Law on 'infiltrators' passes first reading

Knesset gives first approval to reducing illegal immigrants' time in holding facilities from 20 months to 12.

Arutz Sheva Staff,

Infiltrators (file)
Infiltrators (file)
Tomer Neuberg, Flash 90

The Knesset Assembly has approved the first reading of the Law to Prevent Infiltration (Offenses and Jurisdiction) (Amendment Number 5 and Temporary Order), 2016.

The bill calls for a temporarily rule that illegal immigrants would be placed in a holding facility for no more than 12 months, a reduction from the current period of up to 20 months that was rejected by the Supreme Court.

The explanatory notes to the bill explain that the Court found it unconstitutional to hold illegal immigrants for so long, as it seriously and disproportionately harms their legal rights to freedom and respect. The court also rejected section four of the previous law, which called for creating a holding center, on the same grounds.

Following the ruling, the government began putting together a more proportionate replacement in order to judge its effectiveness in dealing with the phenomenon of illegal immigration and its effects.

Twenty members of the Knesset supported the bill in its first reading, while 12 opposed. It will now be sent to the Interior Committee for treatment.

MK Michal Rozin (Meretz) criticized the proposal, saying, "Every time that you bring a bill dealing with the subject, the Supreme Court tells you to look at the substance and not at the technical issue of how many months. No country puts refugees into prisons. The situation in Holot in unbearable."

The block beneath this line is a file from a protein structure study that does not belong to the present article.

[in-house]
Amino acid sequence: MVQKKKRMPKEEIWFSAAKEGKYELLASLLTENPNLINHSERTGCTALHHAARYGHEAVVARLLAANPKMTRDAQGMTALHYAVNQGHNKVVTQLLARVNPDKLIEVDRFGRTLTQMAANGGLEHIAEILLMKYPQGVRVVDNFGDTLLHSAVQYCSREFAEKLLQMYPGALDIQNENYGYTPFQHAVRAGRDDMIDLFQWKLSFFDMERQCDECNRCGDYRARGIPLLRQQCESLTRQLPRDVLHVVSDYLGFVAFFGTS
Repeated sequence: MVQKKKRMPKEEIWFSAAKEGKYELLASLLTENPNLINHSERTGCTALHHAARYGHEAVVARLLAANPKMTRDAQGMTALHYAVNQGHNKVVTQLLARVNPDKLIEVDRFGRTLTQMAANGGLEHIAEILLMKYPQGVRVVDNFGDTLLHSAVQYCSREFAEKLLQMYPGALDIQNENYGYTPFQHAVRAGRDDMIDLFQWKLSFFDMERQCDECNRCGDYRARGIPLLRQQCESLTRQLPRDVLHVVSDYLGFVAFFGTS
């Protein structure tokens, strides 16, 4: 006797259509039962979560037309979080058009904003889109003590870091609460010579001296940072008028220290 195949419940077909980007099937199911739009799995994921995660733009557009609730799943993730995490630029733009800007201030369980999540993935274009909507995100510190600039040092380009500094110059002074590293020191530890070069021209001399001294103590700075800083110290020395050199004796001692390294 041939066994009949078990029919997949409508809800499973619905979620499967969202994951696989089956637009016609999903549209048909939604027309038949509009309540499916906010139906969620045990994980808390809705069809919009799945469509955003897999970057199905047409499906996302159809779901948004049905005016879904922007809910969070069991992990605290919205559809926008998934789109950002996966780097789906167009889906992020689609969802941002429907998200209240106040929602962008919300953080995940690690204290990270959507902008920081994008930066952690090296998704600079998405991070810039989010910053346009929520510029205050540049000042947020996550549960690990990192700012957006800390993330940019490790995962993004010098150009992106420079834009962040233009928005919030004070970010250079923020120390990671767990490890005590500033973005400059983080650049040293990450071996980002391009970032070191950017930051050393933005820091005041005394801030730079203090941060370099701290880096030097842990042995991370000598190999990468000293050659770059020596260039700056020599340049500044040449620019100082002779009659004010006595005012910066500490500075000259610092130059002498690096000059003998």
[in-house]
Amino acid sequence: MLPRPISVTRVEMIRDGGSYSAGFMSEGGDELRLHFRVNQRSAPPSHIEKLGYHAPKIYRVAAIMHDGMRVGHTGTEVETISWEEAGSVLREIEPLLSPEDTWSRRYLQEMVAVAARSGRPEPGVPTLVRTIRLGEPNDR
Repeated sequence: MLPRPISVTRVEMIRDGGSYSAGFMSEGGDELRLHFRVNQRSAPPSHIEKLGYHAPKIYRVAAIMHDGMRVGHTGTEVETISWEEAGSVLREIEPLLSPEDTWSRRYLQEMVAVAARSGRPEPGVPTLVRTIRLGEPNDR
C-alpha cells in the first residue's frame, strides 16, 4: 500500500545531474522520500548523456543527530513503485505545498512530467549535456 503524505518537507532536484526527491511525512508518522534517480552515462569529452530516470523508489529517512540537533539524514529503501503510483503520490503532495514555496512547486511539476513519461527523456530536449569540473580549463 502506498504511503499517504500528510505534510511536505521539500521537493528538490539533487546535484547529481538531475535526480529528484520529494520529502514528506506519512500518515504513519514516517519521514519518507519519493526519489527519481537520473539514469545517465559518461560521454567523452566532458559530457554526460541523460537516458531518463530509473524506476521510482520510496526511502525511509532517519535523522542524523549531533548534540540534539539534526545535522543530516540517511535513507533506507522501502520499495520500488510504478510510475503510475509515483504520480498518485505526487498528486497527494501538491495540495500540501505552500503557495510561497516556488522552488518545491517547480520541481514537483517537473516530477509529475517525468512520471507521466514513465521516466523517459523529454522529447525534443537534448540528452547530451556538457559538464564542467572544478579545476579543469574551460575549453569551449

The head of Rozin's party, Zehava Galon, called the bill a "disgrace" and added: "The Holot facility must be closed. You are talking about the situation in southern Tel Aviv, and who is responsible for the situation there if not the government that wanted to pit one population against another? This law is a humanitarian crime and an ethical disgrace."

MK David Bitan (Likud) had harsh words in response to MK Galon.

"Enough with this self-righteousness. We aren't against refugees but it's time to deal with the problem. We need to solve the problem of the residents of southern Tel Aviv."




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